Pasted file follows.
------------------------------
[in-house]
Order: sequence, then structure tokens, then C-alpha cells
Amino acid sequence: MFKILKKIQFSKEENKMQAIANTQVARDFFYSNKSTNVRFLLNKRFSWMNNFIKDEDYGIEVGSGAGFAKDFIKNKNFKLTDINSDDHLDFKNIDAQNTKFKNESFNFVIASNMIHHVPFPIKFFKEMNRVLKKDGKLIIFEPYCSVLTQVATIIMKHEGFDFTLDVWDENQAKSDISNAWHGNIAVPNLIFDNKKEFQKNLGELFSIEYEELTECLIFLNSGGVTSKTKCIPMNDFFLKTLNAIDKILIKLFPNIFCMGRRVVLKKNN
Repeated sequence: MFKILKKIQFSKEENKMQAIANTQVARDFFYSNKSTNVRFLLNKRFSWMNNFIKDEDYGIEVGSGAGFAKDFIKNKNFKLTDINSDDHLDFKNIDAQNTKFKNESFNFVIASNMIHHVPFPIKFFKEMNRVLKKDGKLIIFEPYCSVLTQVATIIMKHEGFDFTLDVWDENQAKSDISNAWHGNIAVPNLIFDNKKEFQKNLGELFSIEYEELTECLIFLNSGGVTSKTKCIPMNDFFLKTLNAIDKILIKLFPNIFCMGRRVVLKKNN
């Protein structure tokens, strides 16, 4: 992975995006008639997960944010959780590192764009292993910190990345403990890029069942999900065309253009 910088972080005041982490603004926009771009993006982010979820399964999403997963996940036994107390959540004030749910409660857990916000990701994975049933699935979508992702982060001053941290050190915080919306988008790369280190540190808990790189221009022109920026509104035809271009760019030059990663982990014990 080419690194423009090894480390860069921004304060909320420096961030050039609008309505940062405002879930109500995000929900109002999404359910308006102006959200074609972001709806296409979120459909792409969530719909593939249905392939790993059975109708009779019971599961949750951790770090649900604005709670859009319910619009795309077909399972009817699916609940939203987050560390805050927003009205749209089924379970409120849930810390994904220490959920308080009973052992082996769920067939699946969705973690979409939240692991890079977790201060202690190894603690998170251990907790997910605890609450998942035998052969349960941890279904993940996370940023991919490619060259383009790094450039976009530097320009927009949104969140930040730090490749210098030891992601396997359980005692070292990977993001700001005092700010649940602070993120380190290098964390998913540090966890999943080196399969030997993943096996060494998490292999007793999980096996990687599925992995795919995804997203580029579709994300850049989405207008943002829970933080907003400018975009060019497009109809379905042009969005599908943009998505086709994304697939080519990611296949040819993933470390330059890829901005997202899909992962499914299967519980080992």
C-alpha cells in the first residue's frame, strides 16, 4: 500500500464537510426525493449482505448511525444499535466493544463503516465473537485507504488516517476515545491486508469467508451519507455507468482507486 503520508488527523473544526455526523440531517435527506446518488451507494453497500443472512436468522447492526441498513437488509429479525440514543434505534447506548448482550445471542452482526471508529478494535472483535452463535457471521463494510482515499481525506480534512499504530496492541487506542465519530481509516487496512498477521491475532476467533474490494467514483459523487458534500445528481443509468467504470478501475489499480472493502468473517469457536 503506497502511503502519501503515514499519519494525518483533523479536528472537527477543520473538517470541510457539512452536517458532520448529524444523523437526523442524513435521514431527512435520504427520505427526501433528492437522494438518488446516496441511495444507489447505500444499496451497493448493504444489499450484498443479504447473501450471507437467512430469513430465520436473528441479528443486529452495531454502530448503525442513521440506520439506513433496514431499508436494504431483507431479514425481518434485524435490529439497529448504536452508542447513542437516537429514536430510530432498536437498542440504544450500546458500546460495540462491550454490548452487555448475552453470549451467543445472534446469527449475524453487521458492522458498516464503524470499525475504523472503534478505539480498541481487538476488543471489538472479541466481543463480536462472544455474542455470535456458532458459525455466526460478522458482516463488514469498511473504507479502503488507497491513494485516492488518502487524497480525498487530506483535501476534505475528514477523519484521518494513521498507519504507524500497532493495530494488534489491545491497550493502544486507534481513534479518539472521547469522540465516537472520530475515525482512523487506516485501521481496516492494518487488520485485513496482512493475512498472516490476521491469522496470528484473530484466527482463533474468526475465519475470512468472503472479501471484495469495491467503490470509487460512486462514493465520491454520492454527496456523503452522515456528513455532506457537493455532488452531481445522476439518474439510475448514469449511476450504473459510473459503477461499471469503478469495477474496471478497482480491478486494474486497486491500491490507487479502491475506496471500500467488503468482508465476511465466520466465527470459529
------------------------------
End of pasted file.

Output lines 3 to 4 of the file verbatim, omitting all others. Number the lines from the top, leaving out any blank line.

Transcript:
Amino acid sequence: MFKILKKIQFSKEENKMQAIANTQVARDFFYSNKSTNVRFLLNKRFSWMNNFIKDEDYGIEVGSGAGFAKDFIKNKNFKLTDINSDDHLDFKNIDAQNTKFKNESFNFVIASNMIHHVPFPIKFFKEMNRVLKKDGKLIIFEPYCSVLTQVATIIMKHEGFDFTLDVWDENQAKSDISNAWHGNIAVPNLIFDNKKEFQKNLGELFSIEYEELTECLIFLNSGGVTSKTKCIPMNDFFLKTLNAIDKILIKLFPNIFCMGRRVVLKKNN
Repeated sequence: MFKILKKIQFSKEENKMQAIANTQVARDFFYSNKSTNVRFLLNKRFSWMNNFIKDEDYGIEVGSGAGFAKDFIKNKNFKLTDINSDDHLDFKNIDAQNTKFKNESFNFVIASNMIHHVPFPIKFFKEMNRVLKKDGKLIIFEPYCSVLTQVATIIMKHEGFDFTLDVWDENQAKSDISNAWHGNIAVPNLIFDNKKEFQKNLGELFSIEYEELTECLIFLNSGGVTSKTKCIPMNDFFLKTLNAIDKILIKLFPNIFCMGRRVVLKKNN